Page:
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Proc Natl Acad Sci U S A. 1999 Aug 3;96(16):9184-9.

Genome signature comparisons among prokaryote, plasmid, and mitochondrial DNA.

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Department of Biological Sciences, Stanford University, Stanford, CA 94305-2125, USA.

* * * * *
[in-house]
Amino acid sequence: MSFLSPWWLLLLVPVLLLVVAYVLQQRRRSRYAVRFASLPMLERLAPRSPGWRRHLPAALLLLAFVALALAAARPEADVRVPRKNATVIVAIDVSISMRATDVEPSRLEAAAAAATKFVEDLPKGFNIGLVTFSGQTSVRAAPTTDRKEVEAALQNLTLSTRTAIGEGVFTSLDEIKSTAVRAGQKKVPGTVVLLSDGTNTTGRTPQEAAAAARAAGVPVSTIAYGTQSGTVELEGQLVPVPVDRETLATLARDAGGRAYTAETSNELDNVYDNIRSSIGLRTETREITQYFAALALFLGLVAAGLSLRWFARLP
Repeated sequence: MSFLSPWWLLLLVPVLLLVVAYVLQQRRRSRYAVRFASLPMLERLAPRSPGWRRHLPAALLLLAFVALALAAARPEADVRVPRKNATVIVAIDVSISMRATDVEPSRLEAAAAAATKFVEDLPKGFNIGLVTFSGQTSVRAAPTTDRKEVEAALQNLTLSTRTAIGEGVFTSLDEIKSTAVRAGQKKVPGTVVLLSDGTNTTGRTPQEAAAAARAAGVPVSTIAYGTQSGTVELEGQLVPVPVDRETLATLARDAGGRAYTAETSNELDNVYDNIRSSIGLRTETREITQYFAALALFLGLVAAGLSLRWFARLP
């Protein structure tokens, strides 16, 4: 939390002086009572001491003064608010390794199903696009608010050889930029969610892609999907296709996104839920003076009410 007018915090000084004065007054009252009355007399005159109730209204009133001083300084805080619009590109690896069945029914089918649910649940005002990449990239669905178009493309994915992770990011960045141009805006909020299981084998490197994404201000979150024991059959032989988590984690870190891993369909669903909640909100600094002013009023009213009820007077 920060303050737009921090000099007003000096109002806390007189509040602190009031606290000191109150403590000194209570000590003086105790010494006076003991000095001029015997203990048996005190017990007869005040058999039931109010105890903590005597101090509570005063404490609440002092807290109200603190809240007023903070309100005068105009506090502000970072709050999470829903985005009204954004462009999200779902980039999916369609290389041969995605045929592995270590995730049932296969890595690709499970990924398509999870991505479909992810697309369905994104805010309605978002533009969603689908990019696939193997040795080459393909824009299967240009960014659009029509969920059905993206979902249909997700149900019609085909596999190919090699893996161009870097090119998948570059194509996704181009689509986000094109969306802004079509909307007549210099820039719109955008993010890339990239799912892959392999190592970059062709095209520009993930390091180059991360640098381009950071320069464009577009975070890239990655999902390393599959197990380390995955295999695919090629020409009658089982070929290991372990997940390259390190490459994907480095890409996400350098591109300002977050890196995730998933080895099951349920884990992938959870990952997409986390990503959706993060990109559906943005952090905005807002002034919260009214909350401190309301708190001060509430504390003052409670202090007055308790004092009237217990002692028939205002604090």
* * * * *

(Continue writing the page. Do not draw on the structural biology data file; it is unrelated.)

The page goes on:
Our basic observation is that each genome has a characteristic "signature" defined as the ratios between the observed dinucleotide frequencies and the frequencies expected if neighbors were chosen at random (dinucleotide relative abundances). The remarkable fact is that the signature is relatively constant throughout the genome; i.e. , the patterns and levels of dinucleotide relative abundances of every 50-kb segment of the genome are about the same. Comparison of the signatures of different genomes provides a measure of similarity which has the advantage that it looks at all the DNA of an organism and does not depend on the ability to align homologous sequences of specific genes. Genome signature comparisons show that plasmids, both specialized and broad-range, and their hosts have substantially compatible (similar) genome signatures. Mammalian mitochondrial (Mt) genomes are very similar, and animal and fungal Mt are generally moderately similar, but they diverge significantly from plant and protist Mt sets. Moreover, Mt genome signature differences between species parallel the corresponding nuclear genome signature differences, despite large differences between Mt and host nuclear signatures. In signature terms, we find that the archaea are not a coherent clade. For example, Sulfolobus and Halobacterium are extremely divergent. There is no consistent pattern of signature differences among thermophiles. More generally, grouping prokaryotes by environmental criteria (e.g., habitat propensities, osmolarity tolerance, chemical conditions) reveals no correlations in genome signature.

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